She has to have a police escort just to enter the courthouse but when the dust settles on Election Day, she will likely hold onto her spot on the bench in the Cook County Circuit Court.
Circuit Court Judge Cynthia Brim has been charged with a misdemeanor after allegedly throwing a set of keys and shoving a sheriff’s deputy. Following the incident, she was suspended indefinitely and according to a court-appointed psychiatrist, she can be mentally fit with medication but she was “legally insane” at the time of the incident.
Despite her record and bad publicity, the chances of her losing her retention bid are slim to none. Only once in the last 22 years has a Cook County judge lost a retention bid. Even a judge with an indefinite suspension and a misdemeanor charge will likely be retained.
Clearly, voters need to pay more attention to the down ballot judicial races.
Judicial races often do not enjoy the same level of interest as other races, but certainly the outcomes of these races have as much if not more impact on our daily lives. The foundation of a properly functioning system of justice begins with the outcome of these judicial elections.
Good judges DO matter. As citizens, it is our responsibility to do our part by electing judges who will make impartial decisions based on fair consideration of the facts and law and who won’t bow to political or economic pressure.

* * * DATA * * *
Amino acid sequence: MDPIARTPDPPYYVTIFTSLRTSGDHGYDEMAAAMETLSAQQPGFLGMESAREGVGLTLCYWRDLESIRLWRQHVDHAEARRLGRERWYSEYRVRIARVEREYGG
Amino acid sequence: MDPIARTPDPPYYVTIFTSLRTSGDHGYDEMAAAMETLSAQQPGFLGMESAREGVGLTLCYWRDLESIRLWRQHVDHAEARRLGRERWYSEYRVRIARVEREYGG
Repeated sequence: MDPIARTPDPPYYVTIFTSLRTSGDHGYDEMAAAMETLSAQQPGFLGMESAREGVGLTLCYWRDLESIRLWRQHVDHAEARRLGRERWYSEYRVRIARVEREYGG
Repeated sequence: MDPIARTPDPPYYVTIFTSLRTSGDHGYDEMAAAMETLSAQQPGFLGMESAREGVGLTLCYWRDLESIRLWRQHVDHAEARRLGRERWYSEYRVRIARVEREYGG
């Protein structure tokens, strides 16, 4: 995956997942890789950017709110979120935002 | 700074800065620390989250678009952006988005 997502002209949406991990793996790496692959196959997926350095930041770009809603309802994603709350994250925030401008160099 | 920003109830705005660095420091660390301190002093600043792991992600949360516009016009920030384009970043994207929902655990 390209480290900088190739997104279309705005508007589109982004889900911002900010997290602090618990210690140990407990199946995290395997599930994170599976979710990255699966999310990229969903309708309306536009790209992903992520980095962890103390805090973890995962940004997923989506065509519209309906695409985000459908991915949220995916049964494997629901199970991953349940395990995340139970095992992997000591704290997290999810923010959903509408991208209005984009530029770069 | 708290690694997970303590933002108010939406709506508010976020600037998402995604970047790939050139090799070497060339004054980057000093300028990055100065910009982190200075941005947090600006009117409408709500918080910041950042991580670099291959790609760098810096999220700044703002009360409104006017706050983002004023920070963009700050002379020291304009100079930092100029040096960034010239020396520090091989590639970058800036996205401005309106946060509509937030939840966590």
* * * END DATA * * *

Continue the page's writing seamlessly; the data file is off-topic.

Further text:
One resource available to get informed is available at www.illinoisjudges.net. Illinois Lawsuit Abuse Watch strongly encourages voters to take the down ballot judicial election and retention races seriously. Resources such as Illinoisjudges.net can only help voters unless they actually go to these sites and do their homework. As citizens, it is our responsibility to do our part by electing judges who will make impartial decisions based on fair consideration of the facts and law and who won’t bow to political or economic pressure.
Voters should also look at the Illinois State Bar Association ratings for judges and research what the media has written about the various judicial candidates on the ballot. Another factor to consider is who is funding the various judicial campaigns. For instance, in the race for the 5th District Appellate Court, one candidate Judy Cates is taking in large campaign donations from personal injury lawyers and personal injury law firms. In fact, about 90 percent of her campaign funds come from personal injury lawyers.
In the days leading up to the Election, Illinois Lawsuit Abuse Watch is urging Metro East voters to consider all of the facts when they go to the polls and cast their votes in these important judicial elections. Too much is at stake this year to skip these important down ballot election and retention races.